June 5, 2014

Swift, tail recursion optimization, and looping

Posted in iPhone development, mac development tagged , , , at 5:18 pm by tetontech

Continuing my exploration of Swift I decided to try to see if Swift supported tail recursion optimization. To over simplify, a compiler can optimize a tail recursive function, one where the call to itself is part of the return statement of the function, to keep the application from failing due to the stack overflowing. The compiler does this by turning the recursive call into a loop. It ‘loopifys’ your recursive function since loops don’t push new function calls onto the stack.

Here is the Swift code I tried out. In it I call a function named recurse that pops the last element of of an Array and passes the reduced Array to itself again. The intent isn’t to calculate something useful, just to do tail recursion.

    func recurse(var aList:Array<Int>)->(){
        if aList.count == 0{
            return
        }
        aList.removeLast()
        return recurse(aList)
    }

I decided that 10,000 recursive calls would probably cause a stack overflow if the compiler didn’t optimize the recursion. You can play with that number to see if it was large enough. I also decided to test while and for loops to see if there was any significant speed differences between the approaches. I put the following code in a viewDidLoad method of my ViewController.

        var huge = Int[](count: 10_000, repeatedValue: 5)
        var clone = huge.copy()
        var recurseClone = huge.copy()
        
       //recursion
        var before:Double = NSDate.timeIntervalSinceReferenceDate()
        recurse(recurseClone)
        var diff:Double = NSDate.timeIntervalSinceReferenceDate() - before
        
        println("recurse milliseconds: \(diff * 1000)")

        before = NSDate.timeIntervalSinceReferenceDate()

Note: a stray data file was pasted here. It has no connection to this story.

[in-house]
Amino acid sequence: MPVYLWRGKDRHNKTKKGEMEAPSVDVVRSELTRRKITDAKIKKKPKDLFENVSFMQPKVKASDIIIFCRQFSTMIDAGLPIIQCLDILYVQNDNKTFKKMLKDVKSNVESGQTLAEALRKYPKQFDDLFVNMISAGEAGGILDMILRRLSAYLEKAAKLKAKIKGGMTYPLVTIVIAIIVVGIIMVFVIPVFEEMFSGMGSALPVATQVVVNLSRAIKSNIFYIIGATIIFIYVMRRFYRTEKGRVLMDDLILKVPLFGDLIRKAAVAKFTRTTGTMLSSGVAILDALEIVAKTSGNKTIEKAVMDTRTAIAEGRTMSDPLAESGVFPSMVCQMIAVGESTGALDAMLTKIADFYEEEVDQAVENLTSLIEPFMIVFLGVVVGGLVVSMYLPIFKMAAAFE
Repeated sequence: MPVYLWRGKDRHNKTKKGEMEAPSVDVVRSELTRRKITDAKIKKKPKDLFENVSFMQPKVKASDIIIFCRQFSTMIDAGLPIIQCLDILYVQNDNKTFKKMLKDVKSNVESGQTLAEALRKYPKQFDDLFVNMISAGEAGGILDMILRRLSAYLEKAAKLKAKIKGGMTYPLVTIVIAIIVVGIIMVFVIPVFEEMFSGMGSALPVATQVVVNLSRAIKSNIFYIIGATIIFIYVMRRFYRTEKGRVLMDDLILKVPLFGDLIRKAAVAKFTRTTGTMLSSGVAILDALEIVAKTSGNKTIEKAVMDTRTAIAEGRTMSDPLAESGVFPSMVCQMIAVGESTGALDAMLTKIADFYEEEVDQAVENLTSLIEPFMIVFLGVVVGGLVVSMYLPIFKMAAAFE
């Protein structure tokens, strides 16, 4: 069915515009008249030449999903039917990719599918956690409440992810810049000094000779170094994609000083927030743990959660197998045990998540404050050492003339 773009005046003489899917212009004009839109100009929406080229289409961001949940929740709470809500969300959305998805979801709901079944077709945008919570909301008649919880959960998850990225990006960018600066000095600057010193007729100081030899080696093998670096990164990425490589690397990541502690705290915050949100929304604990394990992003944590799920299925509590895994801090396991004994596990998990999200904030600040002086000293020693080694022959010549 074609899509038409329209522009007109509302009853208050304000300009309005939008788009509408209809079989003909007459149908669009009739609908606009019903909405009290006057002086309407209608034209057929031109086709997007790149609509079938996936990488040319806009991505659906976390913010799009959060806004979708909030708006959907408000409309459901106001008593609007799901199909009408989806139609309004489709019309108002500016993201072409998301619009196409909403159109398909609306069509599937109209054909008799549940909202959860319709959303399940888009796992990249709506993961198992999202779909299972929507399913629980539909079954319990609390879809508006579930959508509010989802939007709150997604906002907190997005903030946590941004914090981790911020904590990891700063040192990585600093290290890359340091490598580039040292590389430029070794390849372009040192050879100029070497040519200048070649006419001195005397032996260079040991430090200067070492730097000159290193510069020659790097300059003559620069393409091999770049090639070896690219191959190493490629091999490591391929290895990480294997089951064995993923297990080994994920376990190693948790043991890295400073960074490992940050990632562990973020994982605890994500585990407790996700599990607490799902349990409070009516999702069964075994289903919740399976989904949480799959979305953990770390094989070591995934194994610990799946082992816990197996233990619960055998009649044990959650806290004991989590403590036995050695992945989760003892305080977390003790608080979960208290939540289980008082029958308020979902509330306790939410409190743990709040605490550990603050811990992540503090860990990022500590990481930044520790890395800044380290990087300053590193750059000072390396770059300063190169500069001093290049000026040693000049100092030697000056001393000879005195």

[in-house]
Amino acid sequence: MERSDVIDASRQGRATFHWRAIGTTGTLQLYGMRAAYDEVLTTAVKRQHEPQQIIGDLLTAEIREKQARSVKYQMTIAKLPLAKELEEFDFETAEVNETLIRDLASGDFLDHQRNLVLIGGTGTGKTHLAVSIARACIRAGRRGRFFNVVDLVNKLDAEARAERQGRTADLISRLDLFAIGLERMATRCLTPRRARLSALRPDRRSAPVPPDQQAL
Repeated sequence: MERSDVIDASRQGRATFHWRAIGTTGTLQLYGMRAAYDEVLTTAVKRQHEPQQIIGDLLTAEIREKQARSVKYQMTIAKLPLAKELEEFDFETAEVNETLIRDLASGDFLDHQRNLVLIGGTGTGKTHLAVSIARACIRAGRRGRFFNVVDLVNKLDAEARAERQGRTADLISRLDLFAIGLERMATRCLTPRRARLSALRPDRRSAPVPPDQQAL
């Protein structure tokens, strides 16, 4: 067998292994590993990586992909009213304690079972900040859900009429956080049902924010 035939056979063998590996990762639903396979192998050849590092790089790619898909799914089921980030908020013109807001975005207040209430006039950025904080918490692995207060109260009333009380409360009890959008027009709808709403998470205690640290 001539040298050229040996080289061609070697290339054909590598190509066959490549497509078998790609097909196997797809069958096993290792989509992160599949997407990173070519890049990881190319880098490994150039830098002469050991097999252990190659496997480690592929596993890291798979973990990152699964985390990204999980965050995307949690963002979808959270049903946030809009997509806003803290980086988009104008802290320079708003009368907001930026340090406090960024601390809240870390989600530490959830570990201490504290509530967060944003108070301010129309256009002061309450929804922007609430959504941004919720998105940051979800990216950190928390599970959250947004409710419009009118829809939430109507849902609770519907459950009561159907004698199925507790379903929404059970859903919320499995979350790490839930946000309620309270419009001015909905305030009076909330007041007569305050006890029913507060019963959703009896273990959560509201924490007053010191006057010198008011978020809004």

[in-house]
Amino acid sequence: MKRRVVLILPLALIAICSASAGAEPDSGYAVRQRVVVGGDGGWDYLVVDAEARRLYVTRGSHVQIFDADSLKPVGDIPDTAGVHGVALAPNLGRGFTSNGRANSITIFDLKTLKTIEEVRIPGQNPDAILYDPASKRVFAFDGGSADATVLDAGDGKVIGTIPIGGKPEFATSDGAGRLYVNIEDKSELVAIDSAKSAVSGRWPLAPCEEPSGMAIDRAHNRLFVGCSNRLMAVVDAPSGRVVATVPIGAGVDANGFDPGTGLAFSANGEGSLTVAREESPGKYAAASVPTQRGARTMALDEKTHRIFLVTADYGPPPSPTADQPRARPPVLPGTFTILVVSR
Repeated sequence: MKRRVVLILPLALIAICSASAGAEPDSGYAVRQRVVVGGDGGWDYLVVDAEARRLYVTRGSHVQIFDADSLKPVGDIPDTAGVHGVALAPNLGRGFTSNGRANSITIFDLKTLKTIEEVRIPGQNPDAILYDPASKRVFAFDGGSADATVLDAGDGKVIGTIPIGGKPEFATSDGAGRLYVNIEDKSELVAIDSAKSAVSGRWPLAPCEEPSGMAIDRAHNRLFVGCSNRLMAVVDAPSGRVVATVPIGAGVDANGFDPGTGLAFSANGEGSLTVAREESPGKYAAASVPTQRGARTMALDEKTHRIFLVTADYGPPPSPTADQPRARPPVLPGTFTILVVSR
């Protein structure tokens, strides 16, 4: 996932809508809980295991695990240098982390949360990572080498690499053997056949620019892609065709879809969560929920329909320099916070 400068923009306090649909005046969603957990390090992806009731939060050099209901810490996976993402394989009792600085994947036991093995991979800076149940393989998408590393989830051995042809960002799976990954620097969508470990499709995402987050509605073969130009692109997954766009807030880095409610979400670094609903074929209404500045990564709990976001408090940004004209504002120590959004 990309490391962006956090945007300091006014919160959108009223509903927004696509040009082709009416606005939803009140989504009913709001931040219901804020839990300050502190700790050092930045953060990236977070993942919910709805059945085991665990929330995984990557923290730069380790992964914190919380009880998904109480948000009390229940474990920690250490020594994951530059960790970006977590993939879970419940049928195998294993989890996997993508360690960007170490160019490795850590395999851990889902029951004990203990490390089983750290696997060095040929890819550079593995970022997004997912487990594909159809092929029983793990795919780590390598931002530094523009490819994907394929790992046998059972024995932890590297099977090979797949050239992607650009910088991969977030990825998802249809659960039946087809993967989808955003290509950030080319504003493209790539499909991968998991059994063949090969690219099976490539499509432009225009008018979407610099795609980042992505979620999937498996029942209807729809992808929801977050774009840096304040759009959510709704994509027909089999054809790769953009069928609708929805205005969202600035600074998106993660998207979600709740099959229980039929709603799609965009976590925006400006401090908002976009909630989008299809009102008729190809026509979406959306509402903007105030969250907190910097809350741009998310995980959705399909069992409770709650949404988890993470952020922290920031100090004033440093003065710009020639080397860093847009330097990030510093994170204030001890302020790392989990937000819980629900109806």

//while loop
        while clone.count > 0{
            clone.removeLast()
        }
        diff = NSDate.timeIntervalSinceReferenceDate() - before
        
        println("while loop milliseconds: \(diff * 1000)")

        before = NSDate.timeIntervalSinceReferenceDate()
        //for loop
        for ;huge.count > 0; huge.removeLast() {}
        diff = NSDate.timeIntervalSinceReferenceDate() - before
        println("for loop milliseconds: \(diff * 1000)")

 

There was a speed difference, maybe due to the optimizations being applied to the loop code, but I didn’t see it as significant. It appeared that most of the time was spent in modifying the array size, as I expected it would.

Here are the results I got on my 2011 macbook

    recurse milliseconds: 5031.8089723587
    while loop milliseconds: 4869.86601352692
    for loop milliseconds: 4389.14501667023

 

In my opinion the time difference is insignificant given the operation being performed.

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2 Comments »

  1. Interesting test. Did you check what the memory usage of the app was, in either instruments or Xcode during the different approaches? I can imagine that pure performance wasn’t affected but I’m very interested in the memory efficiency of tail recursion.

    • tetontech said,

      I haven’t done anything exhaustive, When I run the app without calling the recurse function Xcode indicates around 100 MB memory use during what appears to be the recursion operation. Without the call to recurse the app uses around 12 MB to do the loops. This difference may be due to the copying of the array that Swift does as it is passed to and then modified within functions.


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